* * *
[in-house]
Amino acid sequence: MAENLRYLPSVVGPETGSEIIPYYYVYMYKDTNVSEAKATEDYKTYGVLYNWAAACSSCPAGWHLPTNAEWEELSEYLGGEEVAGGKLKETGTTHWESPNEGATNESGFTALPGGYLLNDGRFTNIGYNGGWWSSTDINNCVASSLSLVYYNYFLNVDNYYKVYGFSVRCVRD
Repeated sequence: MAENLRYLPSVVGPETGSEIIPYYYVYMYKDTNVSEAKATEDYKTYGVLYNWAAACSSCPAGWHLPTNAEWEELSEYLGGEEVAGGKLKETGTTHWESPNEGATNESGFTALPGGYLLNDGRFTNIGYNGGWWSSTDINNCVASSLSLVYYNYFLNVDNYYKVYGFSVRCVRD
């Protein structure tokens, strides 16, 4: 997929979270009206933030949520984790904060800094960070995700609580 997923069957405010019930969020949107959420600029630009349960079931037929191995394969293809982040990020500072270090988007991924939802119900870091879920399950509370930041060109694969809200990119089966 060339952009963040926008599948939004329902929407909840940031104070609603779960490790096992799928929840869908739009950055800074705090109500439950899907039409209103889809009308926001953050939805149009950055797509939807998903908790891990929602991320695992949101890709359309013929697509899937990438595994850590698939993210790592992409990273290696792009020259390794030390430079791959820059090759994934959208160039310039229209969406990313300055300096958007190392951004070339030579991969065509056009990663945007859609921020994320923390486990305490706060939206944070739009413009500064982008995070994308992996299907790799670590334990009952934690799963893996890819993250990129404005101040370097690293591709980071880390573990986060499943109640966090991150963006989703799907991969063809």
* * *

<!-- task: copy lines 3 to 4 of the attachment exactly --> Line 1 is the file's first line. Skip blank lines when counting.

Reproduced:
Repeated sequence: MAENLRYLPSVVGPETGSEIIPYYYVYMYKDTNVSEAKATEDYKTYGVLYNWAAACSSCPAGWHLPTNAEWEELSEYLGGEEVAGGKLKETGTTHWESPNEGATNESGFTALPGGYLLNDGRFTNIGYNGGWWSSTDINNCVASSLSLVYYNYFLNVDNYYKVYGFSVRCVRD
């Protein structure tokens, strides 16, 4: 997929979270009206933030949520984790904060800094960070995700609580 997923069957405010019930969020949107959420600029630009349960079931037929191995394969293809982040990020500072270090988007991924939802119900870091879920399950509370930041060109694969809200990119089966 060339952009963040926008599948939004329902929407909840940031104070609603779960490790096992799928929840869908739009950055800074705090109500439950899907039409209103889809009308926001953050939805149009950055797509939807998903908790891990929602991320695992949101890709359309013929697509899937990438595994850590698939993210790592992409990273290696792009020259390794030390430079791959820059090759994934959208160039310039229209969406990313300055300096958007190392951004070339030579991969065509056009990663945007859609921020994320923390486990305490706060939206944070739009413009500064982008995070994308992996299907790799670590334990009952934690799963893996890819993250990129404005101040370097690293591709980071880390573990986060499943109640966090991150963006989703799907991969063809």